As you prepare for these interviews, make sure you communicate to the interview team(s) what criteria you are using for your hiring decision and let them know how their feedback will be gathered and used. As the hiring manager, the decision is ultimately yours, but it is prudent to use the search committee and/or team as valuable consultants. To that end, reuse the assessment form used for the phone screen. Provide areas of focus and rating options and ensure people know when they need to submit feedback for it to be given due consideration. Provide an opportunity for additional comments and ask what committee members would like to gain further insight into or probe with references. After all the candidates have been through the process, you may choose to solicit from the search team and peer team their hire recommendations. For each candidate, determine if they would hire or not and then for the ones that get a hire nod, ask for a rank in order of preference. Take these ratings and compare them to the feedback for a rich assessment of each candidate’s perceived strengths and also sometimes the interviewer bias and skill and knowledge emphasis. This is rich input and comes in quite handy when delivering bad news to the unsuccessful candidates. This feedback also allows you to frame your decision in context of the experience of others.
Once all the feedback is gathered and assessed, and the references have been contacted for further probing and insight, you will decide if you have one or more viable candidates or if you have a failed search. Assuming you have one or more viable candidates, the first order of business is to determine your salary offer. If you have a range to work within, consider what is fair based upon background and training as well as current market realities. If you have a compensation professional located in your Human Resources department, they may be able to help with this discernment process. In addition to salary, however, be prepared to highlight the valuable benefits of working at your institution and in your workgroup. In today’s market, salary is of course a large part of the decision process, but I have seen candidates choose good working conditions and a valuable benefits package over a higher salary, so make sure you have a good sense of why your position should be given due consideration by your candidate of choice. When you call to make the offer, start with a good “Congratulations, I am pleased to offer you the position of X at institution Y”. Let the candidate know specifically what made them the candidate of choice. Provide the salary offer and tout the benefits of the organization. Ask if the candidate has any questions and then provide a timeline within which you need them to respond to the offer and express hope that a yes response is forthcoming. Follow up with an email that communicates your excitement about the candidate, again communicates the content of the offer and the deadline by which to respond. Make sure to include your benefits website and a person to contact about benefits if there are questions that can be answered to help in the decision process. When you get a yes to your offer, make sure it is accompanied by a signed offer letter with a confirmed start date before you reach out to your other candidates to inform them of your decision.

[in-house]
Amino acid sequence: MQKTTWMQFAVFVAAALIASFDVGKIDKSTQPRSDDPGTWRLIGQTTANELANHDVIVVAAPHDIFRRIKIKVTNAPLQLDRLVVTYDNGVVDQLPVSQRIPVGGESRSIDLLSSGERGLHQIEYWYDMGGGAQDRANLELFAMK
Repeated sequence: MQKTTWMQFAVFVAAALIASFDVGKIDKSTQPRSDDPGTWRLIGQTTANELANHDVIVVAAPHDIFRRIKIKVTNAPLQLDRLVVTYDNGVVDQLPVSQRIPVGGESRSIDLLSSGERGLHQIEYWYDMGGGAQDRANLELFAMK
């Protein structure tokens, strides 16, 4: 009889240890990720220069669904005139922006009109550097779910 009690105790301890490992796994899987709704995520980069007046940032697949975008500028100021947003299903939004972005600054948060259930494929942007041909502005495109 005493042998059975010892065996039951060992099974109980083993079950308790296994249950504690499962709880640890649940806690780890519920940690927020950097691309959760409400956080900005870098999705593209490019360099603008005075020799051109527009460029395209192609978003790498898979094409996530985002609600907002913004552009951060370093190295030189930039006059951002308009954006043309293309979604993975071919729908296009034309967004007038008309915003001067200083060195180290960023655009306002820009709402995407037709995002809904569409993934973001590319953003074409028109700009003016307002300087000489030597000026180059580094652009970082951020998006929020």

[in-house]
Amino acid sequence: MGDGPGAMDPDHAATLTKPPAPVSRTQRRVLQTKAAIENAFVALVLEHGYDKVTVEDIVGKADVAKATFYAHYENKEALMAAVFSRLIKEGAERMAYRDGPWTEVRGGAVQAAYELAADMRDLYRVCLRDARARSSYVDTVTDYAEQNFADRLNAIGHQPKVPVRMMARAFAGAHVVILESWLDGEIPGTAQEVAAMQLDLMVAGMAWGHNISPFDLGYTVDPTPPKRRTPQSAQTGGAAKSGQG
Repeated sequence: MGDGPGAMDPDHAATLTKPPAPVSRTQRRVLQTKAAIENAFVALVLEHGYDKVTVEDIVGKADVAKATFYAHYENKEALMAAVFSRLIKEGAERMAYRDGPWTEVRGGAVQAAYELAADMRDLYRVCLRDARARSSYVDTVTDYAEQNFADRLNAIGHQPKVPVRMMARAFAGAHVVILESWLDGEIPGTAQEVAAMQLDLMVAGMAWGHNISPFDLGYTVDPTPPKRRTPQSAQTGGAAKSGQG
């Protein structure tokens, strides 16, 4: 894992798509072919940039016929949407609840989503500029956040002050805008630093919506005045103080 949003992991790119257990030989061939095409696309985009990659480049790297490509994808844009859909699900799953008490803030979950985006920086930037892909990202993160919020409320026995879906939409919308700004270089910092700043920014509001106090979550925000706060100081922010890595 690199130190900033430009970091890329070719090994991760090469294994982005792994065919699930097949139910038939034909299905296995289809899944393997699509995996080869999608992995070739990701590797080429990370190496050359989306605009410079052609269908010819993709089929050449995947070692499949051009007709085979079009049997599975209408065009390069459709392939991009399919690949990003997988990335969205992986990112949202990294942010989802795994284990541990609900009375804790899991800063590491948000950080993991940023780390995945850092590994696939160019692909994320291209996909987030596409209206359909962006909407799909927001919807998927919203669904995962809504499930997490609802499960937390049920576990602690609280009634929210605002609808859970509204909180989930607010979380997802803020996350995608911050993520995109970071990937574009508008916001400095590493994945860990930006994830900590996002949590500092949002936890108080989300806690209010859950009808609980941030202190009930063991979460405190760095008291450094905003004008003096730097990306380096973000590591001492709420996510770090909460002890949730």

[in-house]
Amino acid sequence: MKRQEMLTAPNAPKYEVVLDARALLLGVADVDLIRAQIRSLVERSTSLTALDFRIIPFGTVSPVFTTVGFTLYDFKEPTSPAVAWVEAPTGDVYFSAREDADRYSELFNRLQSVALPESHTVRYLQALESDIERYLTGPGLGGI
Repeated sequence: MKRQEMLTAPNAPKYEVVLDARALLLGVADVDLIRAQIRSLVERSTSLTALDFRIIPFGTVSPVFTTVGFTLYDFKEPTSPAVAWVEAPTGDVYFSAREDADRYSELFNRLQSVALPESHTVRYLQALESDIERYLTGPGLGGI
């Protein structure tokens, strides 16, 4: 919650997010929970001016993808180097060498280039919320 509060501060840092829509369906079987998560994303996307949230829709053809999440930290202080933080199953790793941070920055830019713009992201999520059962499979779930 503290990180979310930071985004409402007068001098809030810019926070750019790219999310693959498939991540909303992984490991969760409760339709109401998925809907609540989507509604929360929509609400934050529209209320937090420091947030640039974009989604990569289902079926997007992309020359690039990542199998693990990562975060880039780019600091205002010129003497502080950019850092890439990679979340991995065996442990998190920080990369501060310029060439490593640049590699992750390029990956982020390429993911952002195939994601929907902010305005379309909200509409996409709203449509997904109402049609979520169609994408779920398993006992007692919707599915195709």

And lest you think your work is done, remember to thank your search committee and any other interviewers. Inform these key partners who was hired and why. Send out an announcement to the office and any other appropriate colleagues introducing the new hire and the start date. In the announcement, again thank your search committee members by name. It is then time to start preparations for the hire’s first day. A warm welcome by a prepared staff allows you to conclude the interview process with great follow through and sets up your hire for ultimate success as a great team member!
– by Joyce Allen, Seattle University